The Arsenal curse, it appears, has struck once again. Olivier Giroud’s ankle injury, which is likely to sideline him for 3 or 4 months, has come just when it seemed he was finally hitting form, and leaves Arsenal shorn of their most potent threat up front.
Considering that the Frenchman is the only recognizable, tried and trusted, out and out striker at the club, the sense of panic in the media concerning Arsenal’s perceived lack of goal-scoring options is understandable, even if it is misplaced. For even though the gunners are now likely to be forced to reconnoitre what was already going to be a difficult campaign without an obvious target man, there still exists within the team, a plethora of attacking options for Arsène Wenger to exploit in attempting to mount a title tilt this season.
Since the news of the likely long term nature of Giroud’s injury broke, the internet and print media have been rife with speculation regarding possible striking targets. All sorts of names have been bandied; ranging from the patently unrealistic (Cavani and Falcao), to the plain ridiculous (Nicola Zigic). It appears every hack is interested in proffering his opinion on which striker will represent the best value for money and present a suitable replacement for the crocked Arsenal striker.
Thankfully, however, Wenger is unlikely to play ball and resort to the kind of panic buy that may appear attractive in the short-term, but will be eventually shown up as rushed and ill-advised in the long term. In view of the fact that the Arsenal team is currently stocked with a long list of candidates who could quite conceivably occupy the striking berth, the last thing Arsenal needs at the moment is a misguided trolley dash to secure a striker whose signing may upset the balance of the squad in the longer term.
Playing Alexis Sanchez in a central role against Everton, may not have provided instant, unmitigated success, but there was a lot in his performance to suggest that he possesses the tools to eventually thrive upfront. The quality and timing of his runs, his tireless running and excellent work ethic as well as his excellent technique and ability to keep and use the ball well all indicate that the experiment is one worth persevering with. His goal and all round energy against Besiktas yesterday, certainly suggested that he is more than capable of growing into the role.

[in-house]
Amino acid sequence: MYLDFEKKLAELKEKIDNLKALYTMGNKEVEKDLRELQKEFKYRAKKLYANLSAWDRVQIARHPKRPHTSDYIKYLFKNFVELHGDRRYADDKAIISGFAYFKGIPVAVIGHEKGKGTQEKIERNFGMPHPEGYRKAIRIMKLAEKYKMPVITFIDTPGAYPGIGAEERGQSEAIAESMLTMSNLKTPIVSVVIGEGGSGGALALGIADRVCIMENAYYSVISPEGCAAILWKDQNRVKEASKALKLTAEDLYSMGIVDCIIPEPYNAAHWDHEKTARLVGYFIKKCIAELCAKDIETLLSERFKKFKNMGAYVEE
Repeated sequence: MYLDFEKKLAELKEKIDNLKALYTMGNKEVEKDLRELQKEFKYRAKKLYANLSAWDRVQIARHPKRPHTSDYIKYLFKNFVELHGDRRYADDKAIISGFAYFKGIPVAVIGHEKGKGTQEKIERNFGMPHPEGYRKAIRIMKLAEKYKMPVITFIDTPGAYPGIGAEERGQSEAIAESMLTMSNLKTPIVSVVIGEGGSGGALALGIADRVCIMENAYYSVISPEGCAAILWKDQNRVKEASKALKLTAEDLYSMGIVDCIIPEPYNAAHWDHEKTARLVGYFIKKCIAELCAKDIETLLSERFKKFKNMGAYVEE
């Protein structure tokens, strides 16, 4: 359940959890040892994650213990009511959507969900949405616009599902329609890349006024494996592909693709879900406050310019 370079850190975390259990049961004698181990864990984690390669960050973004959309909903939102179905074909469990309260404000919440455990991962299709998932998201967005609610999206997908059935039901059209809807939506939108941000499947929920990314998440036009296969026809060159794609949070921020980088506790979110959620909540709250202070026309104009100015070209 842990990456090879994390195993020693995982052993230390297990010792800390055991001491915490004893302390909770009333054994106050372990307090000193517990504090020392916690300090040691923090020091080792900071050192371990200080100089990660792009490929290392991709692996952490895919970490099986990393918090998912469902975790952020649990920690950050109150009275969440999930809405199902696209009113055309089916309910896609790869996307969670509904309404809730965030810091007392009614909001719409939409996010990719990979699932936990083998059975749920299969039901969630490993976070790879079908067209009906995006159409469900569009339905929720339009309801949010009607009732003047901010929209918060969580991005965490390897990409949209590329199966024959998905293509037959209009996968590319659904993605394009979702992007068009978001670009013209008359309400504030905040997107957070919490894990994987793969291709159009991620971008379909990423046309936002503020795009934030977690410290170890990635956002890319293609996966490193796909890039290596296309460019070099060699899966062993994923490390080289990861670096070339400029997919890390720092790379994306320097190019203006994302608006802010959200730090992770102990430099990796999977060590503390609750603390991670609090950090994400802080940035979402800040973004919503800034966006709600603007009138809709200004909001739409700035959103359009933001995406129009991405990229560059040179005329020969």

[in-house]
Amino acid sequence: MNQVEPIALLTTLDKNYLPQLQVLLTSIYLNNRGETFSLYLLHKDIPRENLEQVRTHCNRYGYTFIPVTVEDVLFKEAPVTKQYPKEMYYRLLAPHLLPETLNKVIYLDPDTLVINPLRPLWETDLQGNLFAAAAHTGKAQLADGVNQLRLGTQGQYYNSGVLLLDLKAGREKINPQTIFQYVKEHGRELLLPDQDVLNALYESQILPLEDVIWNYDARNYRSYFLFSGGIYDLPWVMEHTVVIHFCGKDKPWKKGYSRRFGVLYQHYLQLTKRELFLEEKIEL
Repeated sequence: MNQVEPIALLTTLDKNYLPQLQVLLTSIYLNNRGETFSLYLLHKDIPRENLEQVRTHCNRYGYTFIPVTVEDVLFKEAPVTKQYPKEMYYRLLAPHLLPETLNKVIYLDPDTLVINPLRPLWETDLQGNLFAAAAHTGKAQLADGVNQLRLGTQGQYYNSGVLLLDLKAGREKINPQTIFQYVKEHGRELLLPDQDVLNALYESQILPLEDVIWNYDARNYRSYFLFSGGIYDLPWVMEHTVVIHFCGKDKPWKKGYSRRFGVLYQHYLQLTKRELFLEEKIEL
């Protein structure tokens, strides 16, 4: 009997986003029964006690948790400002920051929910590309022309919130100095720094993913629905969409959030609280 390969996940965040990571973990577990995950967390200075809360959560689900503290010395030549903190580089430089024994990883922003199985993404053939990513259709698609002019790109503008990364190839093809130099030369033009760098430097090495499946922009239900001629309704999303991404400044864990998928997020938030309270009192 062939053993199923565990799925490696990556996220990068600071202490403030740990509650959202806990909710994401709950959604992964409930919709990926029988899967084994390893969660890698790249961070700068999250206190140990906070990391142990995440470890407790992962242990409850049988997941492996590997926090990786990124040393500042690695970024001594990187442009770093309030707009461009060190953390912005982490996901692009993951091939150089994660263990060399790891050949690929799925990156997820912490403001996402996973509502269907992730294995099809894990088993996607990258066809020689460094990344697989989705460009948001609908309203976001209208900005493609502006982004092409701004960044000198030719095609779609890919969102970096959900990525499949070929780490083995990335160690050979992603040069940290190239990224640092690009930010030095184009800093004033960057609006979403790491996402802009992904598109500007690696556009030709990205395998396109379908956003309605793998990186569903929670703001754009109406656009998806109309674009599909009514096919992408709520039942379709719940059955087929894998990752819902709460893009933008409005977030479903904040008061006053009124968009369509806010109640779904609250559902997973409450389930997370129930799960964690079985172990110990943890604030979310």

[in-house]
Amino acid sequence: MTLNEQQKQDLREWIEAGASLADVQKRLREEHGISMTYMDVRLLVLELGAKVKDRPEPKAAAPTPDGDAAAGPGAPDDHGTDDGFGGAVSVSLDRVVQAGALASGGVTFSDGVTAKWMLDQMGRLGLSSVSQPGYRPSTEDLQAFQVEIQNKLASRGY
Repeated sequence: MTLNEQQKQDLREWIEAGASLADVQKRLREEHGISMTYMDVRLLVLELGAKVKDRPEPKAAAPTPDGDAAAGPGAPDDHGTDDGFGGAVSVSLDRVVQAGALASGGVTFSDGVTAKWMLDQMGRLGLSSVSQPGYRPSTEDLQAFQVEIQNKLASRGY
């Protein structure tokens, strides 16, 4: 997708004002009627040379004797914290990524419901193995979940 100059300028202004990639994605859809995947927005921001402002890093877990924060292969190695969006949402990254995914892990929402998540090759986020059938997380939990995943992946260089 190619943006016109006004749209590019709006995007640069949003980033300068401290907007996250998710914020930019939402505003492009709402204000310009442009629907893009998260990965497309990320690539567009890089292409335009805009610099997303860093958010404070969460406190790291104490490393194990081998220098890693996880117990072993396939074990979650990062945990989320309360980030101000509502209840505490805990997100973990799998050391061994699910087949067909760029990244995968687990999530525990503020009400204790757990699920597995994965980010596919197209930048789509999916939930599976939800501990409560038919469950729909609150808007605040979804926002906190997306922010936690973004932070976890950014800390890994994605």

With Walcott (who should return to the team after the international break), Joel Campbell, Yaya Sanogo and yes, even Lukas Podolski all capable of filling in, in the interim, a little bit of patience may be well advised. This is even more so considering the current dearth of quality strikers who are available at the moment. Yes, getting a Loic Remy or Danny Welbeck in may seem like good business at the current time, but what happens when Giroud eventually comes back to form? Do you then, ditch whoever you have brought in and risk having a highly paid, unmotivated and resentful player on your bench? Most importantly, as Wenger has skilfully shown in the past, the ability to give deserving players a chance, whenever the opportunity arises, is one feature that imbues Arsenal with a distinctive “soul”. Wenger has done this successfully in the past with players like Aaron Ramsey, Theo Walcott and Cesc Fabregas with resounding success. It’s certainly true that one of the primary reasons why Arsenal is such a big draw for talented young players is that, with Wenger, they will eventually get their chance. Giroud’s injury whilst undeniably a huge blow, presents some of Arsenal’s aspiring strikers with such an opportunity. Let’s just hope one of them takes it.